Football · Uncategorized

Europe’s most hated club?

We all have that one club we absolutely hate. Whether it is because they’re your rivals,you dislike one of their players or managers or simply you loathe their arrogant fans on Twitter. We all hate that one club.

In Germany, there is one club that is universally despised.

Whether you like it or not, football in 2016 is a business. We have stadiums named by airlines, shirts covered by mobile networks and players sponsored by shampoo. It’s part and parcel of the “beautiful game” now. For the most part, we are happy to
let these modern additions to our game slide but in a dormant industrial city in Eastern Germany a club has caused international controversy.

This weekend a group of Koln supporters have organised a protest against the recently promoted Red Bull Leipzig – or as the organisation approving their license would like them to be known as “RasenBallsport Leipzig”. Koln are not the first fans to do so either, BMG held a 19 minute silent protest and Dynamo Dresden threw a pig’s head from the stands.

To each their own I guess.

The term “buying the league” is thrown around too often these days – but this cliche has never been more suited to this club. After inquiring around Germany to the likes of 1860 Munich and hilariously St Pauli, the Red Bull franchise decided on the footballing wasteland of Leipzig for their German investment.

As acquiring and twisting an “established” club like they had done previously in Austria was more difficult in Germany and the German Football Association (DFB) were harsher with their licensing regulations, the energy drink producer settled for
cash stricken fallen giant SSV Markanstädt.

Overhauling this declining side, Red Bull injected their sugary caffeine venom into creating the franchise we now see competing in the Bundesliga. Starting in the 5th tier of the German leagues it took just 7 years to reach it’s summit – solely thanks to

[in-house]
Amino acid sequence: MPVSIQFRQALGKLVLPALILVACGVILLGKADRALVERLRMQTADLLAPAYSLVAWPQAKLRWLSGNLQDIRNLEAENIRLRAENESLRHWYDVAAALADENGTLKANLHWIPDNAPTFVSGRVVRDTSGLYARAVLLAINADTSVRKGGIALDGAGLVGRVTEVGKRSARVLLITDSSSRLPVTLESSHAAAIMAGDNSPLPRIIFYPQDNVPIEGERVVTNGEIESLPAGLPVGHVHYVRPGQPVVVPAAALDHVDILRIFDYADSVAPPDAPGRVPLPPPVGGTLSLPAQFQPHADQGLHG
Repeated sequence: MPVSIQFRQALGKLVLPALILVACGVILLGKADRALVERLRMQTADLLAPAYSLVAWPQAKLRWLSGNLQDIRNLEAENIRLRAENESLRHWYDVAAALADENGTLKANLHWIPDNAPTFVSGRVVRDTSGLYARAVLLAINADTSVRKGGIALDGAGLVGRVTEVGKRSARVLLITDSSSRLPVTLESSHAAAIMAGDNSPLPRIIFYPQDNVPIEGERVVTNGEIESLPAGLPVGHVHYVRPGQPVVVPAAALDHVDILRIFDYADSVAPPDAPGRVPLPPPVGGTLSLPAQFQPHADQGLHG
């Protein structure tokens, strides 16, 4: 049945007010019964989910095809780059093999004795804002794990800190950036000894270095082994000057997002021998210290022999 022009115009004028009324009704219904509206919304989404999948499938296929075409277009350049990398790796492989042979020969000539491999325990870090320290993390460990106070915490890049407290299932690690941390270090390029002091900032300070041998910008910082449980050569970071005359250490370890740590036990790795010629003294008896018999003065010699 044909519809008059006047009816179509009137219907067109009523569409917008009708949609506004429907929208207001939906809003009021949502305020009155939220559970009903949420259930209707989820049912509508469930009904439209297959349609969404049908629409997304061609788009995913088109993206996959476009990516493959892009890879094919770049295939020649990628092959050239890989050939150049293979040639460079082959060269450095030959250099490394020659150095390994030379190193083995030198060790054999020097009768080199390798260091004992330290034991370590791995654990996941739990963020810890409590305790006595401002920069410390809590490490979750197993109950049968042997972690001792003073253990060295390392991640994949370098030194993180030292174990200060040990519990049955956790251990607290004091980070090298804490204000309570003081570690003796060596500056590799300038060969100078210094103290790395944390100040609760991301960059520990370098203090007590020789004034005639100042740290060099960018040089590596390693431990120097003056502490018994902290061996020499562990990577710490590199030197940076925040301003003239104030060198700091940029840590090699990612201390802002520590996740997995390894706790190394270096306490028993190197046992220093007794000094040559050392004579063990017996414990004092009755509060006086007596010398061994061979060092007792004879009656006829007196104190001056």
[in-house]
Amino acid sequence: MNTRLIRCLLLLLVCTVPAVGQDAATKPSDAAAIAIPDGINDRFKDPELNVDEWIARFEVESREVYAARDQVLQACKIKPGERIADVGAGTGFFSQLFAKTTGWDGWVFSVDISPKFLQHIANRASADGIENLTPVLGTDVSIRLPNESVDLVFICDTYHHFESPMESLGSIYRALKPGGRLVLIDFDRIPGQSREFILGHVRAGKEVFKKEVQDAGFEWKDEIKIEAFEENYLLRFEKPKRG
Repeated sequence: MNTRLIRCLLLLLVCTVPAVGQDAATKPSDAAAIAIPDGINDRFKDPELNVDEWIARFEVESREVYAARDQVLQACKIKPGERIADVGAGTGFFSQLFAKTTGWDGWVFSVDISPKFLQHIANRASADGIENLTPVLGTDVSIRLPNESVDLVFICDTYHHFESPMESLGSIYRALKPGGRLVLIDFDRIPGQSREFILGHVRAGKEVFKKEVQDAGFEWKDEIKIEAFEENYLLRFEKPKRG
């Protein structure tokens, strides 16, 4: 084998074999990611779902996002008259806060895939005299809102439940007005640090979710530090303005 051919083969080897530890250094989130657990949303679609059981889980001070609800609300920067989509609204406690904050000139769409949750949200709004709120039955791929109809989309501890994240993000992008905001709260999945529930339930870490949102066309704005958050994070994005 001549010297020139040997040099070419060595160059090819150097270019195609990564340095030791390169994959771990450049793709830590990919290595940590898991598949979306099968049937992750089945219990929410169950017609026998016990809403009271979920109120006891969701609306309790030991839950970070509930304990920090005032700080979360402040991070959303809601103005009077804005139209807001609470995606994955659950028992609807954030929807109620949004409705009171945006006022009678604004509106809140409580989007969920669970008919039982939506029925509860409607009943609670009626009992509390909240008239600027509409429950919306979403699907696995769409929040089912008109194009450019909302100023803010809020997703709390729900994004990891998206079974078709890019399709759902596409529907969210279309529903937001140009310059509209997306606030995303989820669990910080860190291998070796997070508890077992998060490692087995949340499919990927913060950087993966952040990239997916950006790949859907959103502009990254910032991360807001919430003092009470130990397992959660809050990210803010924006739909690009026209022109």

copious amounts of money. During the summer of 2014 RB Leipzig were the 8th highest spenders in the Bundesliga and 2.Bundesliga thus spending more than half the clubs in
the top flight. They grabbed headlines by splashing 8m euros on Werder Bremen’s wonderkid Davie Selke and the cash flow does not seem to be halting anytime soon.

So far in Leipzig’s debut Bundesliga season they have been a talking point on and off the pitch, snatching a last minute win against giants Dortmund. Hot prospects such as Timo Werner
and Willi Orban have show cased their potential. RB Leipzig’s high-pressing counter attacking style of play is a perfect fit for the league and – even if I may be lynched for saying it – mirrors Klopp’s dominant Dortmund side.

Leipzig’s electric start has naturally attracted media attention and the club’s sporting director claims the negative comments to be “fear that Leipzig has and will take away one of their (Bundesliga) places” – the arrogance you expect from a soulless organisation I guess.

Honestly, I’m skeptical.

I have grown acclimatised to this football era albeit not immediately. I understand now that, yes, it is extremely annoying for the match clock to be sponsored but in the cut throat commercial hub that is modern football, if it wasn’t I couldn’t enjoy the incredible talent I watch on a weekly basis. Although it frustrates me to see famous stands draped with tacky advertising boards, I have seen first hand the benefits that sponsorship can bring to a local community.

However, there is a lingering fear that greed has no limits. Red Bull Leipzig are not just a clock sponsor or an advertising board. They have engulfed a club, no matter it’s situation and have shown that with enough power and money they can stretch and bend the rules to create an artificial existence. When we read that an MLS team was owned by Red Bull, we scoffed and said “That’s America!”. When we heard Red Bull seized control of Salzburg we shrugged it off. But now, Red Bull, an energy drink manufacturer has guided a marketing project to an elite league in Europe.

Before we know it we might be tuning in to Coca-Cola Manchester v Turkish Airlines London.

Food for thought.

For more opinions be sure to listen to the PUPcast podcast here!


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